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October 22, 2020


Understanding the Upgradeability Predicament from a Blockchain Developer’s POV

Experts believe that the mass adoption of blockchain is impeded by three integral challenges, of which upgradeability is the most fundamental challenge. The other two challenges that need to be resolved are governance and vertical scaling. In order to understand the issue of upgradeability, it is crucial to underscore the dynamic concept of “antifragility”.

Coined by Nassim Taleb, the concept of antifragility refers to the property of systems that progress and improve under stress. In the case of fragile systems, we observe excellent performance however, under stress, they start to crumble and “blow up”.

Antifragility emerges from the hierarchical nature of multilayered systems that are layered with fragile subunits to create a robust and healthy system. When applied to nature or the human race, this process is referred to as evolution, and in computing, these overtime improvements and progress is referred to as “upgrades”.

Experts underscore that the major challenge with modern-day blockchains is the fact that they have not been designed for upgrades, which means: they cannot evolve. Evolution is instrumental to ensure that systems can withstand “black swans”, a term coined to refer to highly stressful and unpredictable circumstances. Antifragile systems are capable of not only withstanding black swans, but also improving and evolving through survival.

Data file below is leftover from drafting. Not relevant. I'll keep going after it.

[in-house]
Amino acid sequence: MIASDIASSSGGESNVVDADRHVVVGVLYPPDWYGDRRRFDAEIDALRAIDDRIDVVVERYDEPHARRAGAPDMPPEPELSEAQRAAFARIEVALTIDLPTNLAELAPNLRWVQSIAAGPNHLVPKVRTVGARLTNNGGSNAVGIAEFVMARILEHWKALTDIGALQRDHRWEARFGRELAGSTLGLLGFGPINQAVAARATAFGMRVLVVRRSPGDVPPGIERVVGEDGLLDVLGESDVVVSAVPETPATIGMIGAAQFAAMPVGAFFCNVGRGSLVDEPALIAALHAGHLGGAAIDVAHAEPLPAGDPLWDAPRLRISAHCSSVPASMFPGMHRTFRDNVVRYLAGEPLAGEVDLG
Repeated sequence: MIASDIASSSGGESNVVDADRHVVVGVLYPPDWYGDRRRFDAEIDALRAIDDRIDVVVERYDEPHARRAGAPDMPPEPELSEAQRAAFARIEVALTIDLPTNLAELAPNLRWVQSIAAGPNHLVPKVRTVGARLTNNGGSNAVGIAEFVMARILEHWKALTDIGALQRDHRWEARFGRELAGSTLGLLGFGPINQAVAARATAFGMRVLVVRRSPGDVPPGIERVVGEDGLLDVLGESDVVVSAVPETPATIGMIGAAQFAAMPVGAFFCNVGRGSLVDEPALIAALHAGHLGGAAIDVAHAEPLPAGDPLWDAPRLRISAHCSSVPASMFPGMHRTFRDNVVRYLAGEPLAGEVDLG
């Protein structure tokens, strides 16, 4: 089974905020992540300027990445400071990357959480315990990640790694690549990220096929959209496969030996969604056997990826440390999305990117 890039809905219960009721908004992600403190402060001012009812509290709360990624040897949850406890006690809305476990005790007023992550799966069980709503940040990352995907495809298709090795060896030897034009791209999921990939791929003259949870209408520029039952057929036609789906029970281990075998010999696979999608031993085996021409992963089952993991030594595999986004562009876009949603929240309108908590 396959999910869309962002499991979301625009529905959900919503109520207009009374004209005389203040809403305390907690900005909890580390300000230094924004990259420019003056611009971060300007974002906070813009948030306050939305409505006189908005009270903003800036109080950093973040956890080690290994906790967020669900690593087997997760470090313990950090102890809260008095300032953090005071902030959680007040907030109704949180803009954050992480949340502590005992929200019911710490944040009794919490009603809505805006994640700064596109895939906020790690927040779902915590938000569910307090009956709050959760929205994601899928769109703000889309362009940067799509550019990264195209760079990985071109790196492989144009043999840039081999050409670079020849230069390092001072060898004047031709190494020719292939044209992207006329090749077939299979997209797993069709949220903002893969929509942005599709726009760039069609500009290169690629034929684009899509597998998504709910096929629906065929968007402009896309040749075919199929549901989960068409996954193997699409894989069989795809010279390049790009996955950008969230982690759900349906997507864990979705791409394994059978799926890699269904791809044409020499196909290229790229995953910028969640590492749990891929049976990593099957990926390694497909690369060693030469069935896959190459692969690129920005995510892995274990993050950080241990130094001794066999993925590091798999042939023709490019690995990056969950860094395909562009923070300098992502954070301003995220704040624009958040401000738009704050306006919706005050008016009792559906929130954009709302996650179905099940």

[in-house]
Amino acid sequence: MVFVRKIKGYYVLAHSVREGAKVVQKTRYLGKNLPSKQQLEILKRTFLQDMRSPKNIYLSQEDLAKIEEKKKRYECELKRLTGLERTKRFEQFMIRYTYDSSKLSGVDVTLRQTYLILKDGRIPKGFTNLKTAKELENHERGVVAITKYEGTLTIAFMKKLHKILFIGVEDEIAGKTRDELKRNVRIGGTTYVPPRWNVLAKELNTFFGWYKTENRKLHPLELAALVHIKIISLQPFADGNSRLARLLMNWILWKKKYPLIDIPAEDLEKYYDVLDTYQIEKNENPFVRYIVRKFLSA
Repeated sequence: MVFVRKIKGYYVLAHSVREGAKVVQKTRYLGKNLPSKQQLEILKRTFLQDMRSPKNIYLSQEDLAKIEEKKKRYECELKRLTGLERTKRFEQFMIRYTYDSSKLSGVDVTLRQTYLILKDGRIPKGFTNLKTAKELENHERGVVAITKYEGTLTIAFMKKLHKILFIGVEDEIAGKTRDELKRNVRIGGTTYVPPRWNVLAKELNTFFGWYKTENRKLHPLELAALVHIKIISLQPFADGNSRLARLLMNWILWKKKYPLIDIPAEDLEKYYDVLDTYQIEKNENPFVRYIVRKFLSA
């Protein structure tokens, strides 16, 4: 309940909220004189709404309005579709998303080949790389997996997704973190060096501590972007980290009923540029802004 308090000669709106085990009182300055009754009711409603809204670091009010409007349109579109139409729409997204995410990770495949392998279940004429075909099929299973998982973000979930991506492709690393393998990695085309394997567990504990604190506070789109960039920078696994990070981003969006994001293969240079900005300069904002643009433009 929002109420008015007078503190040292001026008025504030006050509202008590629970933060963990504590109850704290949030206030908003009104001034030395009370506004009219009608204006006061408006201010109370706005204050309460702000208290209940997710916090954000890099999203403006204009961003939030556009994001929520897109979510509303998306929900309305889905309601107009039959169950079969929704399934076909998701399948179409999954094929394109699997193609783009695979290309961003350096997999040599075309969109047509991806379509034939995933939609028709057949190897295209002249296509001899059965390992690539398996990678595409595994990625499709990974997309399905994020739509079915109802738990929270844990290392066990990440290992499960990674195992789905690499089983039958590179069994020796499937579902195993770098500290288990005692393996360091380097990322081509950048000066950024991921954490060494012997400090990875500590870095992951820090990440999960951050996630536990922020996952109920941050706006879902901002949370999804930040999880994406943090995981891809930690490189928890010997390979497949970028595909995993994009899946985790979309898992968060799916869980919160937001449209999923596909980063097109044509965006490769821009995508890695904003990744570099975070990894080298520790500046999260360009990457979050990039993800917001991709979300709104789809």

Blockchains do not have any separate layers featuring fragile subunits that allow a robust adaptation process, helping the system to recover and improve.

Upgrading & Implementing Blockchain

As opposed to designing an upgrade path to improve a system, hard fork is an opposite concept that involves discarding the old system and replacing it with a new and improved one. It is crucial to understand that before focusing on the technical barriers, blockchain developers must first break through their psychological barriers.

Blockchains are not being designed from first principles in the present-day industry. But in fact, they are being largely iterated from the pre-existing architecture of major blockchains, such as Ethereum and Bitcoin. Truth be told, there are numerous ways to implement a blockchain, but experts tend to make the assumption that the protocols and components implemented in the blockchain have become the “right away” by default.

These protocols have a profound influence on how we examine and observe the challenges, and have encouraged the creation of “mental maps” of the challenges long before we began exploring the blockchain landscape.

Bitcoin and Ethereum were fundamentally the first decentralized computers, and as with any computing invention, the earliest stages were focused on learning the technology’s problem-solving abilities and applications. In the case of blockchain, engineers and developers have constructed everything from scratch as there were no platforms or tools. Each blockchain has been optimized to perform certain applications.

The First-Mover Advantage

The first-mover advantage was instrumental in ensuring the success of the earliest applications; however, this success begins to diminish as developers move towards software development. Software development introduces developers to the features and behaviors that will appeal to the users in order to validate and improve a new technology.

However, maintaining the first-mover advantage is an impossible feat because the application is constructed on a treasure of old code that very few developers can comprehend and upgrade. As the bugs begin to mount, a nightmare ensues for developers attempting to fix and maintain the existing code; improvement and evolution becomes an unsurmountable challenge.

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